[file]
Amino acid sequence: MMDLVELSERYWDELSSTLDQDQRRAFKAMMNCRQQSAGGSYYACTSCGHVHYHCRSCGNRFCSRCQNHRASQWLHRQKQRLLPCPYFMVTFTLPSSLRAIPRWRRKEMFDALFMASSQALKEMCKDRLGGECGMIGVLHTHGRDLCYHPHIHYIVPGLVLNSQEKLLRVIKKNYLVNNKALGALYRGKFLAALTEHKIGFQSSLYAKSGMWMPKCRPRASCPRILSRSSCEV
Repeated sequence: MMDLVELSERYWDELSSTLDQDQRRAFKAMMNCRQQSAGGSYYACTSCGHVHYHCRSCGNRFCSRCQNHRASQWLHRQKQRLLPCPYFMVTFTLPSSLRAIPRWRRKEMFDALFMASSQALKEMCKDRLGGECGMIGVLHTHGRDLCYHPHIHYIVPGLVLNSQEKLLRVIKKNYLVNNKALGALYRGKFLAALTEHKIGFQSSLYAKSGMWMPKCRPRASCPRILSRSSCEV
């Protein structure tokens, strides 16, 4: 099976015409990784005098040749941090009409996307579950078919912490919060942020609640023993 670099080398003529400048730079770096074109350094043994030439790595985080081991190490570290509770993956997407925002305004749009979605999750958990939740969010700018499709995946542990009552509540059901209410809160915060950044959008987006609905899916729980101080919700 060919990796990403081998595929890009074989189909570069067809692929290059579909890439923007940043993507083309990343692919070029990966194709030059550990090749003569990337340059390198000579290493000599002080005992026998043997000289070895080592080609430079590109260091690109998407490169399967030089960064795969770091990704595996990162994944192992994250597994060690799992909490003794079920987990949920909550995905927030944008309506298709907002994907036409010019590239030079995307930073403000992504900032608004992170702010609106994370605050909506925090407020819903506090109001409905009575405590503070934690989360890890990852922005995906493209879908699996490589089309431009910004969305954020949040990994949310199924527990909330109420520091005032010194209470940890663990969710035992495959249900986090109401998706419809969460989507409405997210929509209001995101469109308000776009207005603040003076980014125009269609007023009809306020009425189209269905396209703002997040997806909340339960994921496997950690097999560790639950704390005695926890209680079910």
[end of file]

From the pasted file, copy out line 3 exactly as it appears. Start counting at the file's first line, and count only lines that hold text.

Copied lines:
């Protein structure tokens, strides 16, 4: 099976015409990784005098040749941090009409996307579950078919912490919060942020609640023993 670099080398003529400048730079770096074109350094043994030439790595985080081991190490570290509770993956997407925002305004749009979605999750958990939740969010700018499709995946542990009552509540059901209410809160915060950044959008987006609905899916729980101080919700 060919990796990403081998595929890009074989189909570069067809692929290059579909890439923007940043993507083309990343692919070029990966194709030059550990090749003569990337340059390198000579290493000599002080005992026998043997000289070895080592080609430079590109260091690109998407490169399967030089960064795969770091990704595996990162994944192992994250597994060690799992909490003794079920987990949920909550995905927030944008309506298709907002994907036409010019590239030079995307930073403000992504900032608004992170702010609106994370605050909506925090407020819903506090109001409905009575405590503070934690989360890890990852922005995906493209879908699996490589089309431009910004969305954020949040990994949310199924527990909330109420520091005032010194209470940890663990969710035992495959249900986090109401998706419809969460989507409405997210929509209001995101469109308000776009207005603040003076980014125009269609007023009809306020009425189209269905396209703002997040997806909340339960994921496997950690097999560790639950704390005695926890209680079910």